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Logging protester bares all

The Associated Press
Monday November 13, 2000

WESTPORT — Mid-day in California redwood country and the cool, misty calm is unbroken save for a whisper of wind and the gravelly rumble of an approaching logging truck. 

Suddenly, a woman carrying a battered red megaphone steps into the muddy road. With a flick of a zip she whips off her black stretch top and then advances, breasts bobbing gently, waving her arms at the big blue engine towering above her. 

The truck stops. 

The driver has just encountered La Tigresa, otherwise known as Dona Nieto, poet, performer, conservation crusader, and the new, nude thing on the eco-protest scene. 

Paul Bunyan never had to deal with this. 

“They don’t know what hit them,” says Nieto. 

Mother knows ‘breast’ 

If a tree falls in a forest and no one calls the media, as the environmental activist saying goes, nothing happened. If a bra falls in the forest, Nieto has discovered, the media will call you. 

“The traditional means were says Nieto. “We have to move rapidly and we have to move efficiently. I think that what I’ve been doing is both rapid and efficient.” 

Since she began her protests in mid-October, Nieto has been written up by several newspapers, seen on German TV, and talked about by conservative broadcasters Dr. Laura and Rush Limbaugh. 

Nieto, who sometimes protests alone, sometimes with a few other women, is going bare-breasted to represent Nature and put a human face on what is happening to the Earth. 

She is sometimes compared to another tree-minded woman, Julia “Butterfly” Hill, whose two-year treesit in a redwood named Luna caught the attention of a world largely indifferent to the day-in-day-out slog of court papers, Internet alerts and telephone campaigns that are the backbone of the environmental activist movement. 

Paul Mason of the Environmental Information Center, a watchdog of North Coast logging, sighs when he considers how hard it is to get people interested in conservation. But like the loggers she interrupts, he’s intrigued by Nieto’s approach.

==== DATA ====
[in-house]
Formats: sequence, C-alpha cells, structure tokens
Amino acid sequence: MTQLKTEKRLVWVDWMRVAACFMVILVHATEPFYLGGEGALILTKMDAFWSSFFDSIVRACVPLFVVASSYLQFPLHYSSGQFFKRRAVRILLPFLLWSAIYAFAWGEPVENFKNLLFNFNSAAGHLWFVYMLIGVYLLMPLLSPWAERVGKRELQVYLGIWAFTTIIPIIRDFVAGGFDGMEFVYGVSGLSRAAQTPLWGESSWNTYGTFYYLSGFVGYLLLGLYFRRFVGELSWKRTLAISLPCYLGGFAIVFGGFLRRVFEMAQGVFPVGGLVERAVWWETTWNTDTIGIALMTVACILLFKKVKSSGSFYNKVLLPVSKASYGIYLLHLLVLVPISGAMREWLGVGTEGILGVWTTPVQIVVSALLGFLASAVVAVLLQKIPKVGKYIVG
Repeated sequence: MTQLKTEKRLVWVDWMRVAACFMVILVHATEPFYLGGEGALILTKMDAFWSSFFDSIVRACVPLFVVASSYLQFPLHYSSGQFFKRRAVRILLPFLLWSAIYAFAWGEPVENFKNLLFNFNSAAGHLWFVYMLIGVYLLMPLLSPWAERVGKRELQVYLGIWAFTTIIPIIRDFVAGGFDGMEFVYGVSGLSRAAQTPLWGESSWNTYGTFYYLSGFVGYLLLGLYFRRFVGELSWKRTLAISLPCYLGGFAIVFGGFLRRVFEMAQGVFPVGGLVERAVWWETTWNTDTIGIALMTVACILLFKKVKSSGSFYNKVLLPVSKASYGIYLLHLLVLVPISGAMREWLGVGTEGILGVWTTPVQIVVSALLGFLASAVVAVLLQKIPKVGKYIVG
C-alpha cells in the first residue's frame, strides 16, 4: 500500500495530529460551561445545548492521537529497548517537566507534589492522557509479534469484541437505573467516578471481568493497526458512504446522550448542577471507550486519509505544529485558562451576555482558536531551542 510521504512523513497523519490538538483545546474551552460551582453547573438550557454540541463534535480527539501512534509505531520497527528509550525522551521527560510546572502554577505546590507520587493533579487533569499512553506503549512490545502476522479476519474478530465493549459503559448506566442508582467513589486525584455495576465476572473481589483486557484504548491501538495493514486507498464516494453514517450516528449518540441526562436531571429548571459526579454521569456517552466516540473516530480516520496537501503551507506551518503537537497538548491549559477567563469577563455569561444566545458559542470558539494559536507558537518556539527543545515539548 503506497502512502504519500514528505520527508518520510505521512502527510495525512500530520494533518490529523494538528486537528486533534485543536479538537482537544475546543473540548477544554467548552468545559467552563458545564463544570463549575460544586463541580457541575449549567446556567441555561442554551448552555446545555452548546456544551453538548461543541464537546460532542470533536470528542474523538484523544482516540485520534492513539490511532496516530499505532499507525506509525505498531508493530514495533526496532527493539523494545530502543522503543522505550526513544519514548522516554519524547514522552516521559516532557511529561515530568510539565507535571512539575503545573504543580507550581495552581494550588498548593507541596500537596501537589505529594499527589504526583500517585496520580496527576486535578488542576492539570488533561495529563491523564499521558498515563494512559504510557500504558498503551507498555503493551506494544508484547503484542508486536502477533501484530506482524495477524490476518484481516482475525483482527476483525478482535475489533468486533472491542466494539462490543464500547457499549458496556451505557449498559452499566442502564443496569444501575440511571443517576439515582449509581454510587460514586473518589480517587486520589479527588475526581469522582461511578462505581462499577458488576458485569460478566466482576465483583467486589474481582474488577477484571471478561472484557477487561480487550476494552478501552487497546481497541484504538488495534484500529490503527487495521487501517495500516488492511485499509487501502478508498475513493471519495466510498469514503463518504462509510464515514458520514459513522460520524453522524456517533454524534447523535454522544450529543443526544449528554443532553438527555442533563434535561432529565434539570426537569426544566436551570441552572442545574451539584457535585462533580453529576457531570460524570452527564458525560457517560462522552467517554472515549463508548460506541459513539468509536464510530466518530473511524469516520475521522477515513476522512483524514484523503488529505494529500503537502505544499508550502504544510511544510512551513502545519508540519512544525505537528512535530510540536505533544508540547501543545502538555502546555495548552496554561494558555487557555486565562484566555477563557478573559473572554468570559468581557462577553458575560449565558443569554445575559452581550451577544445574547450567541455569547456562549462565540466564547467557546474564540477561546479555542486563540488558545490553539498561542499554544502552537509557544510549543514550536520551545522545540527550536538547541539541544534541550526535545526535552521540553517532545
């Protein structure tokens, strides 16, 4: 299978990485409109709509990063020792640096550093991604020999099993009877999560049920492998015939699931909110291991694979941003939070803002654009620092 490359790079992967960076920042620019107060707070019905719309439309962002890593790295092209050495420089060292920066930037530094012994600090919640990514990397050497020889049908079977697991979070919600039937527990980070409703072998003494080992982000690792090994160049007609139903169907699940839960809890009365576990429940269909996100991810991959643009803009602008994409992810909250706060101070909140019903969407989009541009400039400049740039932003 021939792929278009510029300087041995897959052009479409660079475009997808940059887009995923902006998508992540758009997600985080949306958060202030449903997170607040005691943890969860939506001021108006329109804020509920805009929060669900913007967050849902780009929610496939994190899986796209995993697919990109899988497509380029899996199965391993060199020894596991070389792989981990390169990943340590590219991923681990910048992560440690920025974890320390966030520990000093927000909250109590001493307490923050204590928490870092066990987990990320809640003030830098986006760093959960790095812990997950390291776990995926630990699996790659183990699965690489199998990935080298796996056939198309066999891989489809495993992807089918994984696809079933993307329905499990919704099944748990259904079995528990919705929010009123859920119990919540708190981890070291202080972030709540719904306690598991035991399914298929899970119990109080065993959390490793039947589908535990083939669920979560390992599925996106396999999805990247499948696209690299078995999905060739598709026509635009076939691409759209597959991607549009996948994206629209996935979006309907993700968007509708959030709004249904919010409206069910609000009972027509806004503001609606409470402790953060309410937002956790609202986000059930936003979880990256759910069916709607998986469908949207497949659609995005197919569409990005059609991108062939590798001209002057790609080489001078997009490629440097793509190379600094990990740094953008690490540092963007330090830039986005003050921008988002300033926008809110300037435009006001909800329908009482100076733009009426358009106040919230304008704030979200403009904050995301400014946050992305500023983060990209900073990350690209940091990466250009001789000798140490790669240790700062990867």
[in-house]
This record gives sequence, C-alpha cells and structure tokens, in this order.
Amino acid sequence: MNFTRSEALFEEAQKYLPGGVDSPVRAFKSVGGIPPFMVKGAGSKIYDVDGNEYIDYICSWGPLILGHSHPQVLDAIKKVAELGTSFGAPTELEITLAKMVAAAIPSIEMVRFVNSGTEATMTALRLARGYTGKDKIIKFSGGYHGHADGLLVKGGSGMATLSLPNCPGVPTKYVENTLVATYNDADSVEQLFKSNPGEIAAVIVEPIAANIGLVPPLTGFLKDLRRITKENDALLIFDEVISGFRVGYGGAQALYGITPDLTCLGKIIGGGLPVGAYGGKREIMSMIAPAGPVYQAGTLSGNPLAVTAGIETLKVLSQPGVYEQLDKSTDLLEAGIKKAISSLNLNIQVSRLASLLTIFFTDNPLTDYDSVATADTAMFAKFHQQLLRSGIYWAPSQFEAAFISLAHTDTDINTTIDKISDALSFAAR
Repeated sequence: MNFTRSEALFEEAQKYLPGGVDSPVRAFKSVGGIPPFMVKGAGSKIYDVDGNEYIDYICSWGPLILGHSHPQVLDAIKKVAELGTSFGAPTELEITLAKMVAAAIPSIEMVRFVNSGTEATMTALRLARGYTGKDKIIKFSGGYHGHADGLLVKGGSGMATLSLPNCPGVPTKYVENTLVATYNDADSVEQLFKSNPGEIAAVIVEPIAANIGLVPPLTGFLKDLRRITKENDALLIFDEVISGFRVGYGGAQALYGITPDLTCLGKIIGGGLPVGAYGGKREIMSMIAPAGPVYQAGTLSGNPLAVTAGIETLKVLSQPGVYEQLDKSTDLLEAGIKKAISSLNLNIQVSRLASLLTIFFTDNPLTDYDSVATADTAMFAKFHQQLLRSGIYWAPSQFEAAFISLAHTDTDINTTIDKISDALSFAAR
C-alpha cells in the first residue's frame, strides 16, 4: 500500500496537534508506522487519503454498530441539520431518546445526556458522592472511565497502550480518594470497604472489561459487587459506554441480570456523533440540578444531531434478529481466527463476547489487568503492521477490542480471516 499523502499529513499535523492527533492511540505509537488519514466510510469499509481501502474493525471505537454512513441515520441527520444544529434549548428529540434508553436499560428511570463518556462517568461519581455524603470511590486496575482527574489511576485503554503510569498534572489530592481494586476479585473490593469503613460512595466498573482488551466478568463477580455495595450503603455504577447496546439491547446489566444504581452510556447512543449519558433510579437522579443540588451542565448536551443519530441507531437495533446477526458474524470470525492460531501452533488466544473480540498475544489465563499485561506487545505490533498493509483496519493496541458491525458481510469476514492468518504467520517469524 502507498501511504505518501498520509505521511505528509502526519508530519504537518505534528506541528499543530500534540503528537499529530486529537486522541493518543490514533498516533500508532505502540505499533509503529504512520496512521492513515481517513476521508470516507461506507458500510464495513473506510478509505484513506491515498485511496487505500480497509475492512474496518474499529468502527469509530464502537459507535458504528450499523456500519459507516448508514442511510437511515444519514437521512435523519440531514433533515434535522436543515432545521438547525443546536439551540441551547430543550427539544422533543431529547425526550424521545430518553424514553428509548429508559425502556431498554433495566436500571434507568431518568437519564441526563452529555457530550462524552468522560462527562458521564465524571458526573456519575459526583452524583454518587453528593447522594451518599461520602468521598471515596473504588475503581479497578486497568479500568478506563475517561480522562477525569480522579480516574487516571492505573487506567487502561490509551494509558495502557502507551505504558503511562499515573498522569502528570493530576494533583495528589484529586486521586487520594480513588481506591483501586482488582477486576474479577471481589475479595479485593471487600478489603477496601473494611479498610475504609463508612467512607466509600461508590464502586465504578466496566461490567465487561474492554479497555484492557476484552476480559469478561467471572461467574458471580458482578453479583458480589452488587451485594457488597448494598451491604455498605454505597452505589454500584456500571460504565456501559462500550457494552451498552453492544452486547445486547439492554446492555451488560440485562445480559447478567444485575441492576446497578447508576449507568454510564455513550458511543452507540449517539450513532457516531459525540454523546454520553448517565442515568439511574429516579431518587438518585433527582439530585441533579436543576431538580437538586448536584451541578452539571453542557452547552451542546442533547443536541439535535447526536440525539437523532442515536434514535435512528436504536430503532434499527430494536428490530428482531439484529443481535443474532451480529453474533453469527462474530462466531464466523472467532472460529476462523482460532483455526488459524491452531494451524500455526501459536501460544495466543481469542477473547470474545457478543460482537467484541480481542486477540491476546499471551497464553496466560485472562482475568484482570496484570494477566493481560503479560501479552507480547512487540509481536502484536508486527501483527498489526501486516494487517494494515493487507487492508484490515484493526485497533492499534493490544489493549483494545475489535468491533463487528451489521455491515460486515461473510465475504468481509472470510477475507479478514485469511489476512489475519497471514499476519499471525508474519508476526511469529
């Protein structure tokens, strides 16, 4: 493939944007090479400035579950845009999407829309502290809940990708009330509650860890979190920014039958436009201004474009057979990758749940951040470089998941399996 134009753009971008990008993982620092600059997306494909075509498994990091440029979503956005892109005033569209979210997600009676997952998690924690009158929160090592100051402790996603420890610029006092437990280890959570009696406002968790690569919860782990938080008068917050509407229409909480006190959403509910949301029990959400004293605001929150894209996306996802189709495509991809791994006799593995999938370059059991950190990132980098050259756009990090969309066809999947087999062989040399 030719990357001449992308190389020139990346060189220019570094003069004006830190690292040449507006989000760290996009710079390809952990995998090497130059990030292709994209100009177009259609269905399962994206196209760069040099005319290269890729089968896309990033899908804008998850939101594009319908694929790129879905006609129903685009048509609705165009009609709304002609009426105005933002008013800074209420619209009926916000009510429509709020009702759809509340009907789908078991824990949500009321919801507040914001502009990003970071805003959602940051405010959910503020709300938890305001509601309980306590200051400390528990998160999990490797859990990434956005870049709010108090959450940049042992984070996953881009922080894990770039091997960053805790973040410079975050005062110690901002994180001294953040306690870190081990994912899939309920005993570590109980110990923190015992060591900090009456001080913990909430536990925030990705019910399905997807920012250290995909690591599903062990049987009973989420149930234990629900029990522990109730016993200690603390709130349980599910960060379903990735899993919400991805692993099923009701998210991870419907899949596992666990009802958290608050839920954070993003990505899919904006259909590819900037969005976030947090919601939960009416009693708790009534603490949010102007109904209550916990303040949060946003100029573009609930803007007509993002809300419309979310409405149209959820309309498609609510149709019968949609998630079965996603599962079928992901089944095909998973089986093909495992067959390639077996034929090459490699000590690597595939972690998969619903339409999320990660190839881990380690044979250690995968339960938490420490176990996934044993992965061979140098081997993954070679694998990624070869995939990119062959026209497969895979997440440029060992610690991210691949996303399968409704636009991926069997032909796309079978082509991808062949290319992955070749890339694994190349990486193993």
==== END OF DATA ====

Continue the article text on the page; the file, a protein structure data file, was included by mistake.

“I think that they are trying to focus on bringing attention to these serious issues in sort of a new and different and surprisingly effective manner,” he says. 

Actress Sherry Glaser, who is working with Nieto on protecting Montgomery Woods, a grove of ancient redwoods they fear is threatened by planned logging nearby, puts it more succinctly: “Breasts get attention.” 


The ‘Bare Witch Project’ 

With her broad smile and wicked chuckle, Nieto can be very funny. She calls her actions the “Striptease for the trees;” a documentary-in-the-making is going by the name the “Bare Witch Project.” 

But she’s serious about her campaign for sustainable logging. 

Among other things she’s focused on cases where, she says, newcomers have bought timberland with the promise they won’t log and then used a provision under the law that is intended to make building a home easier to clearcut as much as three acres apiece. 

Nieto also has protested the logging practices of the Mendocino Redwood Co. and is supporting a boycott against The Gap, founded by the Fisher family, the largest investors in Mendocino Redwood. Activists say the company has refused to ban clearcutting, herbicides and logging of scattered pockets of old-growth timber. Calls to the company by The Associated Press were not returned, although company officials have said in the past they are committed to conserving the land and cutting no more than 60 percent of their growth rate. 

Nieto has her critics. 

“Yes, they’re getting publicity, but I’m not sure it’s the kind of publicity that they really ultimately want to generate,” says Art Harwood, president of Harwood Products, a family-owned sawmill in Mendocino County. 

But Earth First! veteran Darryl Cherney sees Nieto’s Earth Mother approach as “putting the feminine back in the divine” — and starting some interesting conversations. “My feeling is, the destruction of the planet is so severe that we’d be fools not to attempt bold new tactics.”